In much of current YA literature readers will find the that the main character is well off, does not have to work, travels often, and has everything designer (car, clothes, electronics, etc.). This does not reflect the reality of most teenagers or new adults, today. While it can be nice to read about something that is different than one’s daily life, characters should also be relatable.
I work at a school library and I see kids every day that come in to finish their homework, sometimes forgoing their lunch, because they have to work directly after school and do not get home until 11 o’clock, or later. Then they wake up and do it all over again. They deserve a lot more credit than they appear to receive. The following list of books includes characters that work while going to school or managing another difficult aspect of life. They work to get what they want. These are often things that teens today have to do. Many come home from school, change and head to work, then finish their homework after getting home late at night. These real teens are strong, hard workers. It is important to show them that they are not the minority and that the idealized life is not necessarily one where someone has everything handed to them. Some of these situations may not be ones that your average teenager might find themselves in, but the work ethic is very relatable.
The main characters in these books all have to work to help support themselves and their families.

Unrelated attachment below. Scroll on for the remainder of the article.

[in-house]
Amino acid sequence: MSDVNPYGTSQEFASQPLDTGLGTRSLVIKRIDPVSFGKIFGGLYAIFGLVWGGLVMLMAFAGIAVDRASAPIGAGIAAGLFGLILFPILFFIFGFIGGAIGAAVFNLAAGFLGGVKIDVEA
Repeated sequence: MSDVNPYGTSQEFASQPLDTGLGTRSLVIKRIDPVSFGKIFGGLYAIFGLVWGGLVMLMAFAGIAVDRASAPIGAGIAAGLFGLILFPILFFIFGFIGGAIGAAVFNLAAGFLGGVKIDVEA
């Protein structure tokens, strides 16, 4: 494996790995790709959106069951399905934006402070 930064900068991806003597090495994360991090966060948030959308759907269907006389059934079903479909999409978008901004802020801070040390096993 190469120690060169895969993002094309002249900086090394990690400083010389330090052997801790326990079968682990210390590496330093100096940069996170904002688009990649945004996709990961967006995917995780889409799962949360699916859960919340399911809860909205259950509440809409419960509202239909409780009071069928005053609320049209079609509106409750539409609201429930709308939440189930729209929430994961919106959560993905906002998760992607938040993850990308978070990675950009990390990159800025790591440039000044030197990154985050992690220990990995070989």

Macy in The Truth About Forever by Sarah Dessen
The Truth About Forever is the story of Macy’s summer after her father passes away. She is prepared for a monotonous summer of working a quiet job, studying, and coping with her loss. When she decides instead to take a job at a catering company, Macy meets an eclectic group of people that change her summer. By choosing a job that she is interested in and working hard, she turns her possibly depressing summer into one she will never forget.
Annie in The Ruining by Anna Collomore
In The Ruining Annie is moving from her stagnant hometown, to gorgeous California. She has been accepted to school out there, but needs to work to afford her tuition. In order to not lose out on her dream she accepts a job nannying for a family. Annie has found the perfect job, because the family is willing to assist her with her tuition as long as she meets their needs. Sound like it’s too good to be true? In a story like this, it is, but that doesn’t stop her from working hard. When everything appears to be falling apart around her and she feels off track, Annie works hard to keep herself where she needs and wants to be.
Katniss in The Hunger Games by Suzanne Collins
Katniss is a whole different type of working teenager. Not only does she work, but she is the sole provider for her family. She hunts for their food, along with whatever else she can sell. She risks her life by putting her name in for the Reaping multiple times, just so her mother and sister can eat. She is not afraid of doing what it takes to keep her family alive. Her work continues as she goes to the Games, and as her life changes afterwards.
Juliet in The Madman’s Daughter by Megan Shepherd